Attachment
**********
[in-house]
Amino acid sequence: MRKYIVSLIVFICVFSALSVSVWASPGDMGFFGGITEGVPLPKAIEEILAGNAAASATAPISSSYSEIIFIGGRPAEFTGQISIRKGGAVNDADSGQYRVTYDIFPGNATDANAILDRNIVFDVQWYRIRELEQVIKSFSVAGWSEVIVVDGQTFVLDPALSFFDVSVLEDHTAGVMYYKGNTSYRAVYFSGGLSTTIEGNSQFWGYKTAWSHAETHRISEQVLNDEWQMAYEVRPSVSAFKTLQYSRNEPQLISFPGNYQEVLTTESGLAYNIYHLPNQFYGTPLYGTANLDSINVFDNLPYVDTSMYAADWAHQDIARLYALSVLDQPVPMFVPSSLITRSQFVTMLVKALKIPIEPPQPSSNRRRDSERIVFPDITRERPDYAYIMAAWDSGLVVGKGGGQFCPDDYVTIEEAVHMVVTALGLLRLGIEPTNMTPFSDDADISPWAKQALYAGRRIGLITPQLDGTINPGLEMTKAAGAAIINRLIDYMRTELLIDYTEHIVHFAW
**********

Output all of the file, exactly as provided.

[in-house]
Amino acid sequence: MRKYIVSLIVFICVFSALSVSVWASPGDMGFFGGITEGVPLPKAIEEILAGNAAASATAPISSSYSEIIFIGGRPAEFTGQISIRKGGAVNDADSGQYRVTYDIFPGNATDANAILDRNIVFDVQWYRIRELEQVIKSFSVAGWSEVIVVDGQTFVLDPALSFFDVSVLEDHTAGVMYYKGNTSYRAVYFSGGLSTTIEGNSQFWGYKTAWSHAETHRISEQVLNDEWQMAYEVRPSVSAFKTLQYSRNEPQLISFPGNYQEVLTTESGLAYNIYHLPNQFYGTPLYGTANLDSINVFDNLPYVDTSMYAADWAHQDIARLYALSVLDQPVPMFVPSSLITRSQFVTMLVKALKIPIEPPQPSSNRRRDSERIVFPDITRERPDYAYIMAAWDSGLVVGKGGGQFCPDDYVTIEEAVHMVVTALGLLRLGIEPTNMTPFSDDADISPWAKQALYAGRRIGLITPQLDGTINPGLEMTKAAGAAIINRLIDYMRTELLIDYTEHIVHFAW